To my Latino brothers and sisters, this is just the beginning

Supporters at the Beto O'Rourke campaign party on election night, Tuesday, Nov. 6, 2018, in El Paso. Photo by Ivan Pierre Aguirre for The Texas Tribune

I spent election night at the Sunset Crab Shack in Dallas, the venue of a watch party put on by Jolt Texas and the North Texas Dream Team. The turnout was incredible. The restaurant’s large outdoor patio was packed with young Latinos. I don’t think I’ve ever before been surrounded by that many young people who look like me. That in itself was a magical experience.

Many of the attendees were proudly wearing “I Voted” stickers, introducing themselves to one another and talking about their conquests in convincing friends and family to exercise their right to vote. One was a former servicewoman who recently received her citizenship. Not only did she vote for the first time, but she made sure her siblings voted with her.

It was clearly evident that many young Latinos in Texas put their hearts and efforts behind Beto O’Rourke this election cycle, me included. Partisanship aside, the rhetoric of one man has had a jarring effect on my community. President Trump’s labeling of Latinos as “illegal”, “rapists” and “murderers” is not just unjustified — it’s demoralizing. My people needed a win this year, and it was hard to appreciate our victories here in Texas after a loss to our closest proxy for the president — U.S. Sen. Ted Cruz.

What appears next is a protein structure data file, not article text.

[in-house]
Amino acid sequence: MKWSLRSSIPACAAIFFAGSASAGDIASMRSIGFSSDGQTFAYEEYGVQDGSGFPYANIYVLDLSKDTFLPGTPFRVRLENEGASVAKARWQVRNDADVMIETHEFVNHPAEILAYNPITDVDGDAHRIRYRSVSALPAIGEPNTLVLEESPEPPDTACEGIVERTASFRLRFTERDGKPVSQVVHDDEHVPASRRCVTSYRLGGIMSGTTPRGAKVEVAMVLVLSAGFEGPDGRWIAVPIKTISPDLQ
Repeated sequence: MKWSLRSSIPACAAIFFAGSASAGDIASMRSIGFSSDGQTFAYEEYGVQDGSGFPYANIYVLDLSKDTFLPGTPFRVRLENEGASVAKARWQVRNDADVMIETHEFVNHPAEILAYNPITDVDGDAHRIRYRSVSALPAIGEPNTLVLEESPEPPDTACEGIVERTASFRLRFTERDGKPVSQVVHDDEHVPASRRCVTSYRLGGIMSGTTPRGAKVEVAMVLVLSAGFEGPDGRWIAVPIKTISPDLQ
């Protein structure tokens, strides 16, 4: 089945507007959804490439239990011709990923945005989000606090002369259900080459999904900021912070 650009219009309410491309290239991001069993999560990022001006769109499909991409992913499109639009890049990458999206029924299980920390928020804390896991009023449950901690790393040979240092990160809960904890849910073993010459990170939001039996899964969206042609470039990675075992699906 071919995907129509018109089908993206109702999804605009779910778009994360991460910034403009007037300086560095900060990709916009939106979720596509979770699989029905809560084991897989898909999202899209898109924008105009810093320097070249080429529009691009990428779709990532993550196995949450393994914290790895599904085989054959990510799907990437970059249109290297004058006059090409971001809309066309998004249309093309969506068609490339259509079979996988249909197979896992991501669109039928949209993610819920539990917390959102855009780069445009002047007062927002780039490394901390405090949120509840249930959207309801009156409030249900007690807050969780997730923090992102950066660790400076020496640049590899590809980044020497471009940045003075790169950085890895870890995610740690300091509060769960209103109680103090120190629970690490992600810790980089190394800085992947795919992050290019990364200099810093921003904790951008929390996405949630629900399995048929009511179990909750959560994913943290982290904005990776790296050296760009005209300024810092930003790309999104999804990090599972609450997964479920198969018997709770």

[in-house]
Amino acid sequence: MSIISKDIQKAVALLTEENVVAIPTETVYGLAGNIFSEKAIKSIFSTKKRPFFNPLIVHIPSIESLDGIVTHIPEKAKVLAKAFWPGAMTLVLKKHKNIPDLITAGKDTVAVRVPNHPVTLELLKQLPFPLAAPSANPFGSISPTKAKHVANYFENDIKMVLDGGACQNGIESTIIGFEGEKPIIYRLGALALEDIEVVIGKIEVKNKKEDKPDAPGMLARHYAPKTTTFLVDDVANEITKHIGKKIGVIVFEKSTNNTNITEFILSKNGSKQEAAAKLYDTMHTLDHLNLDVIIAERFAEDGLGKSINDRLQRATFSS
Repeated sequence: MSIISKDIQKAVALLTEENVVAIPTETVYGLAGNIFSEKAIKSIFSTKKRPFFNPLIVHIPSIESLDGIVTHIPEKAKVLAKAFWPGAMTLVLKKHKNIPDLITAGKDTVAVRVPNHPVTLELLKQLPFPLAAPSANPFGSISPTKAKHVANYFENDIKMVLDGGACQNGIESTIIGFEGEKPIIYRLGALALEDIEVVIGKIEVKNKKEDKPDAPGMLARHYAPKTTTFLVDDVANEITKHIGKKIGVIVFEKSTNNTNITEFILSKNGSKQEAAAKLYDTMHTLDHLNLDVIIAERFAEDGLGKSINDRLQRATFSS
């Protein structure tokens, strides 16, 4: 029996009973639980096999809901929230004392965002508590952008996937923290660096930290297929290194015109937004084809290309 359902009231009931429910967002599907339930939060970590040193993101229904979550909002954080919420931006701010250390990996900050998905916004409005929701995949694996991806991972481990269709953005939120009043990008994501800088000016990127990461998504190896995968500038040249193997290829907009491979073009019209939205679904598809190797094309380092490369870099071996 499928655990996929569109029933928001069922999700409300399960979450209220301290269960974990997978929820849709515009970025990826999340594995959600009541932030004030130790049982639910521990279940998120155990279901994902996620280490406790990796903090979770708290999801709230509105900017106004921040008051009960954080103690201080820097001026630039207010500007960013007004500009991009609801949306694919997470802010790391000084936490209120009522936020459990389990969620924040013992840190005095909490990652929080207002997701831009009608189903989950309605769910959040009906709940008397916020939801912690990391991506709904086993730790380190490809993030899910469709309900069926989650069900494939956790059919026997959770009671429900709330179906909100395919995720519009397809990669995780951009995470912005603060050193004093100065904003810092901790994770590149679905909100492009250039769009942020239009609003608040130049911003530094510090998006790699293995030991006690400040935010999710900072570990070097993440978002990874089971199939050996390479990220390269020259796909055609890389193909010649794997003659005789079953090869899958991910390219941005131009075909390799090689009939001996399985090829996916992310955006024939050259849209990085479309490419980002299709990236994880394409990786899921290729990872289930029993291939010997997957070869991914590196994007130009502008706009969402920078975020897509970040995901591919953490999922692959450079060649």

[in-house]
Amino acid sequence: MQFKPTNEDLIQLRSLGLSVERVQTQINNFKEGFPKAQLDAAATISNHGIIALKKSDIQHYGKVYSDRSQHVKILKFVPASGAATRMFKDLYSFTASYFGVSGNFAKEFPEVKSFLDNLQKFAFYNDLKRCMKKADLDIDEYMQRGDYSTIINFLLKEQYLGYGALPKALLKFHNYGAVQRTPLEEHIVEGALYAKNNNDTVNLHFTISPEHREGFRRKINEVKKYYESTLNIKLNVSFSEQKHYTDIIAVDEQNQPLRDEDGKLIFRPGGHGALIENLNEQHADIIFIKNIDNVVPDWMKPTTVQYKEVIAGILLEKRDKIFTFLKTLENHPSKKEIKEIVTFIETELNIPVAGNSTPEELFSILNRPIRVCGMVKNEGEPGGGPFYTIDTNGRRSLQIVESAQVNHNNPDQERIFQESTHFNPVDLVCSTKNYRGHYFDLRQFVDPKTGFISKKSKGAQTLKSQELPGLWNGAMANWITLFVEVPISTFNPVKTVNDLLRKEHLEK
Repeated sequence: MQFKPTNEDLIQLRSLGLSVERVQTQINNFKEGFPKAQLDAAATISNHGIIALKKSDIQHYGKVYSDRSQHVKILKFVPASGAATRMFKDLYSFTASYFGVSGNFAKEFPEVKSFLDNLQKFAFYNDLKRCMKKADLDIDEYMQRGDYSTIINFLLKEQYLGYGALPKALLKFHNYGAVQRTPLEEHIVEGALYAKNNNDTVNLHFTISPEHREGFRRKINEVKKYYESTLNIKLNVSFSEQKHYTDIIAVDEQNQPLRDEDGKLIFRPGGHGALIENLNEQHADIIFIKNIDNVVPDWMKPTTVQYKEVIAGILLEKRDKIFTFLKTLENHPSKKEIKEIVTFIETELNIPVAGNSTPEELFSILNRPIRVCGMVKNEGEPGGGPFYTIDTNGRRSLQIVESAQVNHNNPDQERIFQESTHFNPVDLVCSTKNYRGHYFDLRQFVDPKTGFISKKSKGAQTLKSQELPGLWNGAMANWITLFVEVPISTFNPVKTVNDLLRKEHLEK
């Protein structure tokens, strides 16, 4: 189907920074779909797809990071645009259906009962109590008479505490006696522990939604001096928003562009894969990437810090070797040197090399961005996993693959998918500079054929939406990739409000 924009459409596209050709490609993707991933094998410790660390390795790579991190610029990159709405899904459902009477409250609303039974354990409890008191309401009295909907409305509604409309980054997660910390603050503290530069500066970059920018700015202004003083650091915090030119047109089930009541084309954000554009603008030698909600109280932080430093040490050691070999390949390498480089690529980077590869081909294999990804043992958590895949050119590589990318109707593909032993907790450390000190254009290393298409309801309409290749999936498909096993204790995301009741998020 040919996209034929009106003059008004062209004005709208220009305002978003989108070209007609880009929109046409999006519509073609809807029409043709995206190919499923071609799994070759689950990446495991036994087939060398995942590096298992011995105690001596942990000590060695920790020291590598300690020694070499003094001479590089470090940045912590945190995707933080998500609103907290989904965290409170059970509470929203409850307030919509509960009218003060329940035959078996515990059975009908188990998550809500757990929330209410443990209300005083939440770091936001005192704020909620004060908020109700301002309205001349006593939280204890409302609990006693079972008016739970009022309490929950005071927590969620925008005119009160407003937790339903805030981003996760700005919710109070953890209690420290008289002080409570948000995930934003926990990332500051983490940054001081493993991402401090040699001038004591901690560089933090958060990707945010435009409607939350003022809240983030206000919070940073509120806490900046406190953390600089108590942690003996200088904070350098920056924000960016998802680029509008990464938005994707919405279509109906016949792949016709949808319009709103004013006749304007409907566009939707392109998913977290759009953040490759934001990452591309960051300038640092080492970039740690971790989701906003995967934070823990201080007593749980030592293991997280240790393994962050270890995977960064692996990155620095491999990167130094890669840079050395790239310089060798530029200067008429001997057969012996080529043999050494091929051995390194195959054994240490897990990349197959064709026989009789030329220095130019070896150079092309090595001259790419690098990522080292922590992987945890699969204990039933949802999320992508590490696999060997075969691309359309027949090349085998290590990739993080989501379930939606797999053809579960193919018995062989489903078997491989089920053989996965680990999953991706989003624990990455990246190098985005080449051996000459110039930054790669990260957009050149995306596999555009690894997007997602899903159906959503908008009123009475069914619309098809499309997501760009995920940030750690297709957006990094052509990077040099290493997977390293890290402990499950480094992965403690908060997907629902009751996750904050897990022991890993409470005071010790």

I woke up the next morning and finally realized the mark of our progress. In 2018, Latinos expanded the Texas electorate and elected a record number of Latina candidates and candidates of color up and down the ballot — like Sylvia Garcia of Houston and Veronica Escobar of El Paso, who will be the first Latinas ever sent to Congress from Texas. Not the first in twenty years — the first ever. And that’s what ultimately matters, having a state that can better represent our diversity and our values.

Latinos in Texas won these historic victories on our way to becoming the state’s demographic majority in 2030. Democrats and Republicans alike need to take note. Democracy is representative, and with changing demographics comes the need for a change in the faces and identities of our leadership.

When your people that have been historically racialized, stigmatized and suppressed politically and economically, you learn to forgive and not forget. As Latinos, our biggest challenge will always be how we interpret our past. Do we look at the upsets we’ve had in this state and decide nothing can ever change? Or do we look at what we achieved this past election cycle and realize that this is a new beginning for us in Texas politics?

For the first time in a while, I am excited about where things are going. I know there will be “I-told-you-sos” from both inside and outside our community, but I find solace in knowing that there will never be just one candidate for black and brown Texans. I’m looking forward to the day when half the state’s leadership looks like you and me.

Let’s lift each other up. Let’s run each other’s campaigns. Let’s make it happen.